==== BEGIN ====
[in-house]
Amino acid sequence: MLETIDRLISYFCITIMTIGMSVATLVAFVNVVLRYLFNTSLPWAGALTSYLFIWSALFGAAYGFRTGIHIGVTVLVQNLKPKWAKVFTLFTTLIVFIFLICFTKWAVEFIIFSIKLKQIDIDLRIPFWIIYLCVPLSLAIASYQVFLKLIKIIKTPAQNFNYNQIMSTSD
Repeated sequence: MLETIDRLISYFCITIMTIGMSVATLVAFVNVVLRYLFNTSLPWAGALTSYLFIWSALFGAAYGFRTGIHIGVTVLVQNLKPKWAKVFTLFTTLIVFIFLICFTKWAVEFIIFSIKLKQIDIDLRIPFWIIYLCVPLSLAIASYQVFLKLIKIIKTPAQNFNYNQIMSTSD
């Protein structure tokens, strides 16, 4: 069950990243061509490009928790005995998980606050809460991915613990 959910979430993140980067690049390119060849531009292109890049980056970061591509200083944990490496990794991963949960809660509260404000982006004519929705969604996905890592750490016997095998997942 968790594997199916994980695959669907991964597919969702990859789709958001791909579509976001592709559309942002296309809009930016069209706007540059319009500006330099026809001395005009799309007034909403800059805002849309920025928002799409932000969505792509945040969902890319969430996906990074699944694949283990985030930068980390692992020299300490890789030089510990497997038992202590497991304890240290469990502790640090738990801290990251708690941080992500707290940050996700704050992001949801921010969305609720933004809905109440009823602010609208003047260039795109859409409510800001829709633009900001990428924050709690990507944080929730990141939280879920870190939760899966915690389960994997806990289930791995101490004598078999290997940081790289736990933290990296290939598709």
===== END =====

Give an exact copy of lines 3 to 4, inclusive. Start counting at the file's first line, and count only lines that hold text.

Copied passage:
Repeated sequence: MLETIDRLISYFCITIMTIGMSVATLVAFVNVVLRYLFNTSLPWAGALTSYLFIWSALFGAAYGFRTGIHIGVTVLVQNLKPKWAKVFTLFTTLIVFIFLICFTKWAVEFIIFSIKLKQIDIDLRIPFWIIYLCVPLSLAIASYQVFLKLIKIIKTPAQNFNYNQIMSTSD
């Protein structure tokens, strides 16, 4: 069950990243061509490009928790005995998980606050809460991915613990 959910979430993140980067690049390119060849531009292109890049980056970061591509200083944990490496990794991963949960809660509260404000982006004519929705969604996905890592750490016997095998997942 968790594997199916994980695959669907991964597919969702990859789709958001791909579509976001592709559309942002296309809009930016069209706007540059319009500006330099026809001395005009799309007034909403800059805002849309920025928002799409932000969505792509945040969902890319969430996906990074699944694949283990985030930068980390692992020299300490890789030089510990497997038992202590497991304890240290469990502790640090738990801290990251708690941080992500707290940050996700704050992001949801921010969305609720933004809905109440009823602010609208003047260039795109859409409510800001829709633009900001990428924050709690990507944080929730990141939280879920870190939760899966915690389960994997806990289930791995101490004598078999290997940081790289736990933290990296290939598709």